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Appellate Court Upholds Arbitrator’s Award of Limited Duration Alimony

Appellate Court Upholds Arbitrator’s Award of Limited Duration Alimony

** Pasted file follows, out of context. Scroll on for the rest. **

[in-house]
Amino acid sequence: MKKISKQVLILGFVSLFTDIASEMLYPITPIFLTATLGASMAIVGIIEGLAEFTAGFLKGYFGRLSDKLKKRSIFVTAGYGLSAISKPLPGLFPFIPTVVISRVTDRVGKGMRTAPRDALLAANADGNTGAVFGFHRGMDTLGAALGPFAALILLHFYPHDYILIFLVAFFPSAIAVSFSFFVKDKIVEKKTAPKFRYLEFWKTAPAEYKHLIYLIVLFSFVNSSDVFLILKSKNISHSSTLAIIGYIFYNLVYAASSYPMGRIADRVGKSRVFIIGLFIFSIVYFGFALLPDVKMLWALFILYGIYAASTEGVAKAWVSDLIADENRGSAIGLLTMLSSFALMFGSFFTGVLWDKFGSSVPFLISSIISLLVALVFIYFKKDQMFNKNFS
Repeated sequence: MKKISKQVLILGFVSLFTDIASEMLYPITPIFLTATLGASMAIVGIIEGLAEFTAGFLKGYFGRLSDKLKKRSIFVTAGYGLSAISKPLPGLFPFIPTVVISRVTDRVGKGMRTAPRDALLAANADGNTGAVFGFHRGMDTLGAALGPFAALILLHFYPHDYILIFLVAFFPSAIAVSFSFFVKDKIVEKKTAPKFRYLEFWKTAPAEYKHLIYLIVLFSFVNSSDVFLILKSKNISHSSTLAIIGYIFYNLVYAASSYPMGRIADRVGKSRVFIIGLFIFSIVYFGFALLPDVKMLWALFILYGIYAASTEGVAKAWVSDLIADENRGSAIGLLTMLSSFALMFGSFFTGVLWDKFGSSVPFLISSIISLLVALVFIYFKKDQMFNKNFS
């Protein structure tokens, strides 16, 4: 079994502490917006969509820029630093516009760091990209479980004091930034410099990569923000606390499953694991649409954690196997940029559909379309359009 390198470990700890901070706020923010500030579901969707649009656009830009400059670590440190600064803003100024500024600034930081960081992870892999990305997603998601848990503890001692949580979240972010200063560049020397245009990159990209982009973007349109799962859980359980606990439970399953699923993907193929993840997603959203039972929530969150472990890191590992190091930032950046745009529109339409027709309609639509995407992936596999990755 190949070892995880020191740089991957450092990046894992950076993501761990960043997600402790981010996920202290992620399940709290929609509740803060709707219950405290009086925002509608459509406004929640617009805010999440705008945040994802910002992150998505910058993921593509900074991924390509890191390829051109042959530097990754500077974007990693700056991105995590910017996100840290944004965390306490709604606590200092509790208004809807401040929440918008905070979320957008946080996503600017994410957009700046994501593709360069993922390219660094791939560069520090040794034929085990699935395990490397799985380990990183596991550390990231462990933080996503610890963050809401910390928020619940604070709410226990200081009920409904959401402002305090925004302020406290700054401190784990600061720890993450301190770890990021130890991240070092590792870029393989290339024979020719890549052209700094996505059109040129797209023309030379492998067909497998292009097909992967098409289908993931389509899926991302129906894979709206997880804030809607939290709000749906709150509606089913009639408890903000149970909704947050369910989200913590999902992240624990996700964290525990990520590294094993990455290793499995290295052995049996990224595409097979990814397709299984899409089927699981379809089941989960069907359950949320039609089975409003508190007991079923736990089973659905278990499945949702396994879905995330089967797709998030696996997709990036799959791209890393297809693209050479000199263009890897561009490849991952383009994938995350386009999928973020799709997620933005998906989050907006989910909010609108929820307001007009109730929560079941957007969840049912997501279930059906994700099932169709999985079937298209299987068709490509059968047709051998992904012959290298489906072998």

In the case of Lopez v. Lopez, the Defendant appealed from a 2013 Family Court Order that denied her Motion to modify the terms of a divorce arbitration award that granted her limited duration alimony rather than permanent alimony. The Appellate Division affirmed the decision of the lower court. This disposition in this case comes down to the scope of review vested in the Appellate Court. The Appellate Court determined that its review of the Family Court’s Order was limited. In fact, the court acknowledged that it owed substantial deference to the Family Court’s findings of fact. Cesare v. Cesare, 154 N.J. 394, 411-12 (1998). Accordingly, a “reviewing court should uphold the factual findings undergirding the trial court’s decision if they are supported by adequate, substantial and credible evidence on the record.” MacKinnon v MacKinnon, 191 N.J. 240, 253-54 (2007) (quoting N.J. Div. of Youth & Family Servs. v. M.M., 189 N.J. 261, 279 (2007). Although the Appellate Court does not owe any special deference to the Family Court’s legal conclusions, it “should not disturb the factual findings and legal conclusions of the trial judges unless . . . convinced that they are so manifestly unsupported by or inconsistent with the competent, relevant and reasonably credible evidence as to offend the interests of justice . . . . ” Parish v. Parish, 412 N.J. Super. 39, 47 (App. Div. 2010). During their divorce, the parties were able to work through all issues including equitable distribution, child custody, and parenting time, but could not agree on amount and duration of alimony. The parties agreed to submit the question of alimony to binding arbitration. In a very detailed written award, the arbitrator reviewed all of the pertinent factors for determining alimony as set forth in N.J.S.A. 2A:34-23(b). In the end, the arbitrator awarded the Defendant $200 per week in limited duration alimony for two (2) years. The Defendant filed a Motion to modify the arbitrator’s award because she believed that because the parties were married for 29 years, permanent alimony should have been awarded. Following oral argument the Family Court judge denied the Defendant’s Motion holding that a trial court may modify an arbitration award if “the rights of the party applying for the modification were prejudiced by the umpire erroneously applying [the] law to the issues and facts presented for alternative resolution.” N.J.S.A. 2A:23A-13(e)(4), citing Borough of East Rutherford v. East Rutherford P.B.A. Local 275, 213 N.J. 190, 194 (2013). The Defendant Appealed. The Appellate Court affirmed the decision of the Family Court and in light of the record found that the Defendant’s arguments were without merit as it determined that the Family Court properly determined to maintain the arbitrator’s award of two (2) years of limited duration alimony. Recently, the state statute that governs alimony has recently been modified, it is very important that you seek out the advice of an attorney to protect your rights an entitlements. If you think that it may be beneficial for you to petition the court for a post-judgment modification of your alimony obligation it is imperative that you seek out the advice of an experienced attorney before moving forward. For more information about alimony, spousal support, equitable distribution, child support, post-judgment modification, or other family law matters in New Jersey visit HeatherDarlingLawyer.com. This blog is for informational purposes and in no way is intended to replace the advice of an attorney.

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